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Why is my Wi-Fi so slow but Ethernet fast?
Knowledge Base + 2024.01.12

Several factors can contribute to slow Wi-Fi speeds compared to Ethernet. Here are some common reasons:

  1. Wireless Interference: Wi-Fi signals can be affected by interference from other electronic devices, neighboring Wi-Fi networks, or physical obstacles like walls and floors.

  2. Distance from Router: The farther you are from the Wi-Fi router, the weaker the signal becomes, leading to reduced speeds.

  3. Signal Obstructions: Physical obstructions such as walls, furniture, and appliances can absorb or block Wi-Fi signals, causing a decrease in speed.

  4. Wi-Fi Channel Congestion: If there are many Wi-Fi networks in your vicinity using the same or overlapping channels, it can result in interference and reduced performance.

  5. Network Overload: Too many devices connected to the Wi-Fi network simultaneously can lead to congestion and slower speeds, especially if the router cannot handle the traffic efficiently.

  6. Router Issues: Outdated router firmware, hardware limitations, or an aging router may not be capable of delivering high-speed Wi-Fi.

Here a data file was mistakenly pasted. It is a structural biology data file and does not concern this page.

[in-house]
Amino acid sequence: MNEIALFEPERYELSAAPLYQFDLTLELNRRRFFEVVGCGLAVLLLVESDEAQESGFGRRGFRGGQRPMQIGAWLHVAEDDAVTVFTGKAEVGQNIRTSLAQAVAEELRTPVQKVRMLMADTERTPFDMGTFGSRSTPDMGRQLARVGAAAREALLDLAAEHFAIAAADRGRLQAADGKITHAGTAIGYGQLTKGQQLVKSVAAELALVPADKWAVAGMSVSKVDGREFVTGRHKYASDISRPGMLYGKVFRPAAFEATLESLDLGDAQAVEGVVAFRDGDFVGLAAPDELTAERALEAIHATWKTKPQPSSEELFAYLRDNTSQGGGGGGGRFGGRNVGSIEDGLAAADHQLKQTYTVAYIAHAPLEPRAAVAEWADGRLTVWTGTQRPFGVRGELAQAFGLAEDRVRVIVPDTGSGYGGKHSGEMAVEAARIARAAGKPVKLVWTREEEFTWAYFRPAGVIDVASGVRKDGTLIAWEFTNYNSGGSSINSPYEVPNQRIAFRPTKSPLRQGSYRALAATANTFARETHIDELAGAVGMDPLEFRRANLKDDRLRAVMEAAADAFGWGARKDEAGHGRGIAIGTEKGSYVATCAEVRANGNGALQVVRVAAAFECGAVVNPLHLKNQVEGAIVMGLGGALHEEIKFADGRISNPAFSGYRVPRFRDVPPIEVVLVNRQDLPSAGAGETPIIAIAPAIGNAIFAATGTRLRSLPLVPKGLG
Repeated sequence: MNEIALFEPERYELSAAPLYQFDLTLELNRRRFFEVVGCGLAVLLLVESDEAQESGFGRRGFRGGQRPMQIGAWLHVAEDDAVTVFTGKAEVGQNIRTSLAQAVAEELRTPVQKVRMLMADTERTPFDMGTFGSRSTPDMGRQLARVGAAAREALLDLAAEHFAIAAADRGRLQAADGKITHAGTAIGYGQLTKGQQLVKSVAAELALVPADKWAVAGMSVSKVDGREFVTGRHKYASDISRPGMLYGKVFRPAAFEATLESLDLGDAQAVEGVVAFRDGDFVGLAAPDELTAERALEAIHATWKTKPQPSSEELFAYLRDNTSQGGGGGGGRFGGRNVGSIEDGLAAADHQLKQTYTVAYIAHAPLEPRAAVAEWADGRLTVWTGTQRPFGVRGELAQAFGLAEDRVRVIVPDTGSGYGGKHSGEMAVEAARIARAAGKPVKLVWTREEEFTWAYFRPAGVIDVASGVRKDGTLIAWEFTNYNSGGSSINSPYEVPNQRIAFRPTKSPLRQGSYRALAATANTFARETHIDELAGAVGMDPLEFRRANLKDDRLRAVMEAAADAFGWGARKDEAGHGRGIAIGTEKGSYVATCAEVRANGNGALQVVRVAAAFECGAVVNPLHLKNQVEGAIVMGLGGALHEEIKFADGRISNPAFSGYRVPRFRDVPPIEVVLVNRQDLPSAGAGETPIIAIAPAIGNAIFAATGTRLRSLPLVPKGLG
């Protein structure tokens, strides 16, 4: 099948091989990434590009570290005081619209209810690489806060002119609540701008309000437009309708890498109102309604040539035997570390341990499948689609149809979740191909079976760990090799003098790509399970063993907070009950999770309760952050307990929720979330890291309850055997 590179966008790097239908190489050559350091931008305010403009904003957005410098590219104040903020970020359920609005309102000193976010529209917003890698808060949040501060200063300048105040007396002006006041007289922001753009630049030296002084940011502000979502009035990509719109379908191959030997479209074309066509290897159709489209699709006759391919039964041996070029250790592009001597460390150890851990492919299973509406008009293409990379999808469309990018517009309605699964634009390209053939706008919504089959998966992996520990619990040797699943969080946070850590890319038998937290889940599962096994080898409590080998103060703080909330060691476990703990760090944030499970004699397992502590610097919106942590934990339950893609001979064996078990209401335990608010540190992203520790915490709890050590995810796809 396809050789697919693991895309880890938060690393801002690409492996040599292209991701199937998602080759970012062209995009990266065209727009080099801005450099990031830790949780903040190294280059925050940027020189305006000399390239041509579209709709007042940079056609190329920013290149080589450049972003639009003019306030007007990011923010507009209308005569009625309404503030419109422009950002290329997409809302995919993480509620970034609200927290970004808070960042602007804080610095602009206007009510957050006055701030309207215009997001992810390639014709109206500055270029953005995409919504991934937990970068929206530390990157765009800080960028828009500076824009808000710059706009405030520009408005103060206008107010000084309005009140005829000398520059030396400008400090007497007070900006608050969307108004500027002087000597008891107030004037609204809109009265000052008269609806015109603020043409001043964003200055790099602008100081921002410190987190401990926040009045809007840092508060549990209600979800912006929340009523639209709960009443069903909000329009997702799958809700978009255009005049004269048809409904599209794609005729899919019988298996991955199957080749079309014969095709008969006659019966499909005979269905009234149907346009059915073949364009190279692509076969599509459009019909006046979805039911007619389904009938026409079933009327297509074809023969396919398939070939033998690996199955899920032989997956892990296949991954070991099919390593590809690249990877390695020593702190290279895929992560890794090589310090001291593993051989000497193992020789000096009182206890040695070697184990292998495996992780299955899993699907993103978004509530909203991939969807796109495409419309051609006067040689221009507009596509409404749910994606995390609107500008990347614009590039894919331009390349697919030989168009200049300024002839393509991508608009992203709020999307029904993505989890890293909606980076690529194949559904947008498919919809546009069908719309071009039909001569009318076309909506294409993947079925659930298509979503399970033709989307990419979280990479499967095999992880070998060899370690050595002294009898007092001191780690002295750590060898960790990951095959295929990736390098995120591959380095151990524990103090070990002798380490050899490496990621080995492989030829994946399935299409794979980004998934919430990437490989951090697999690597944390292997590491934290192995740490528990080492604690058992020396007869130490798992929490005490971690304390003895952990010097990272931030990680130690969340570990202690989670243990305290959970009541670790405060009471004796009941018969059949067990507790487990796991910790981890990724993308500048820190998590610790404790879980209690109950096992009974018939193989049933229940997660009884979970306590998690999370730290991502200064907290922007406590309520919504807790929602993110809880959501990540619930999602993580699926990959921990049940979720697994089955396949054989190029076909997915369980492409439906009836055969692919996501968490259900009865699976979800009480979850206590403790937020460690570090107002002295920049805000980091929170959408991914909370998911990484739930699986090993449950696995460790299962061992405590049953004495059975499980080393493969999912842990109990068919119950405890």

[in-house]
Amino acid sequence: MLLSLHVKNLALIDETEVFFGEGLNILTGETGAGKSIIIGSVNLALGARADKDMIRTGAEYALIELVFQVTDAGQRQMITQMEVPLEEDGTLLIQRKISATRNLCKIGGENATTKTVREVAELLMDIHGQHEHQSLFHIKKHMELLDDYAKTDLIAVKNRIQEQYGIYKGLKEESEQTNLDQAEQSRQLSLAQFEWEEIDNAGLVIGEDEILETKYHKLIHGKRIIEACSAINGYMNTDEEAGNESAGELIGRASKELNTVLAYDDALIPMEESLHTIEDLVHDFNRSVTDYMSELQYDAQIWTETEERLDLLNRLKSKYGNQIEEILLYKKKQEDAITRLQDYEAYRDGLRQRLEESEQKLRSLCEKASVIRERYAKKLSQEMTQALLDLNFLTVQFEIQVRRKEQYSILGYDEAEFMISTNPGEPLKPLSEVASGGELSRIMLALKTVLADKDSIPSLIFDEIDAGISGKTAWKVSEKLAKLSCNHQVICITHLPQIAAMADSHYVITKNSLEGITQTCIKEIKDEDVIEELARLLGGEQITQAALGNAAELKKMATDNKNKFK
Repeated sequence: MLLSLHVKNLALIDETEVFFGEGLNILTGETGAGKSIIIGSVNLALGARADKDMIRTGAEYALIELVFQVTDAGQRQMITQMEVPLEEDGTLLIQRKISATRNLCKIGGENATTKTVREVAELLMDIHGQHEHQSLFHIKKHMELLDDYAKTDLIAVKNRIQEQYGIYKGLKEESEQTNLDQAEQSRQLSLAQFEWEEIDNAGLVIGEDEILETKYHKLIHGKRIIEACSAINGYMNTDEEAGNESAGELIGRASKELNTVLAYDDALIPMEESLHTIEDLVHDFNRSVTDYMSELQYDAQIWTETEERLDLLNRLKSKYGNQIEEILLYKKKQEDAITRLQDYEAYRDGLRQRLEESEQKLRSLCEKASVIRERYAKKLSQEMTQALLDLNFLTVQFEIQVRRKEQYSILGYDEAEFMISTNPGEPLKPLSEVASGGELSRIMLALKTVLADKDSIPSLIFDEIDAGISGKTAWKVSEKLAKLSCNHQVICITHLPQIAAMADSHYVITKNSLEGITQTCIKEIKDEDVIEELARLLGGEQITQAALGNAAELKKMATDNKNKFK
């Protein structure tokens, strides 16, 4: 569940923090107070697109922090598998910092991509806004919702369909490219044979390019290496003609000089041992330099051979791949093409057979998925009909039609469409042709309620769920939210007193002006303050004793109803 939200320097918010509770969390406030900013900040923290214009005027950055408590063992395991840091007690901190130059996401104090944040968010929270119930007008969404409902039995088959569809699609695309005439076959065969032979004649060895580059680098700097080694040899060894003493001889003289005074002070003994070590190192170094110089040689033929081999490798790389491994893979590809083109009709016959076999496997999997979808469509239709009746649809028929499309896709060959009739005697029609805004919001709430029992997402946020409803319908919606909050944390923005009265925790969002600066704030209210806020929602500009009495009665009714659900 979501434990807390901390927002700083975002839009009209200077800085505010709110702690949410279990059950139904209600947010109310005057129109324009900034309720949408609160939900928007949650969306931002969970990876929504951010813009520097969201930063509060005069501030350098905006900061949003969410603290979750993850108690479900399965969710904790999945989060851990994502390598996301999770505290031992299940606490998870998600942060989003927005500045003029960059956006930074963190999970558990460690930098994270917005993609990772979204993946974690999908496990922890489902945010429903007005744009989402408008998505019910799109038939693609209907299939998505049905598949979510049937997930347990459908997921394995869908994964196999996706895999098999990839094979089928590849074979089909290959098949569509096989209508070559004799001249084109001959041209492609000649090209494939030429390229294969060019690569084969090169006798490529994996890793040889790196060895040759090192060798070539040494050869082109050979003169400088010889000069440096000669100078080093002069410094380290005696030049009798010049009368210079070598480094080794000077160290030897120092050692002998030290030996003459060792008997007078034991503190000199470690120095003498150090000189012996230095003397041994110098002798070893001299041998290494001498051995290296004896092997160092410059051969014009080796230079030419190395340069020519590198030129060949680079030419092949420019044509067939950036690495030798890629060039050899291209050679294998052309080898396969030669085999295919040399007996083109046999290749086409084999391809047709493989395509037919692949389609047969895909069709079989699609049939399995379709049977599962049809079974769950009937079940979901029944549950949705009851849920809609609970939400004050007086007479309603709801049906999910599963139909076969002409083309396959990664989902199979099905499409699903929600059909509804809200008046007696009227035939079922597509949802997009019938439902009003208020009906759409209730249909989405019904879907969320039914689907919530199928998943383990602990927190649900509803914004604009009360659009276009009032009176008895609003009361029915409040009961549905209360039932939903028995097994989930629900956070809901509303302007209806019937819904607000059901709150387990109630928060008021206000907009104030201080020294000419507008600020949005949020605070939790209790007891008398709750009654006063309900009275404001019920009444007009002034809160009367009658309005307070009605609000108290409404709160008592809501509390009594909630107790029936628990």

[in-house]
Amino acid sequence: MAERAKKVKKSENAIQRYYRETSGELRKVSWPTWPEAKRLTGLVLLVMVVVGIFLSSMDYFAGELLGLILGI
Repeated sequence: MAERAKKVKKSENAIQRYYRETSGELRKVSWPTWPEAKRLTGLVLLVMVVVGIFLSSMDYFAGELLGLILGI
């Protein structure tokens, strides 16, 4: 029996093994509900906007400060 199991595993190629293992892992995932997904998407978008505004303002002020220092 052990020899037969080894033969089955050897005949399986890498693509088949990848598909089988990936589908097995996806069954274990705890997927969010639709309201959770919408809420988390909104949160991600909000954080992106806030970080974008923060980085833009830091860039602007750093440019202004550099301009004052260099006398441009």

7. Frequency Band: If you're using a 2.4GHz Wi-Fi band, it may experience more interference compared to the less crowded 5GHz band. Consider switching to the 5GHz band if your devices support it.

When troubleshooting slow Wi-Fi, you can try the following:

  • Move closer to the router.

  • Reduce interference by changing the Wi-Fi channel.

  • Limit the number of connected devices.

  • Update router firmware.

  • Consider upgrading to a dual-band or tri-band router.

  • Use Wi-Fi extenders or mesh systems to improve coverage.

If these steps don't resolve the issue, there may be a problem with your ISP or the router itself. It's also worth checking if there are any background applications or devices consuming bandwidth.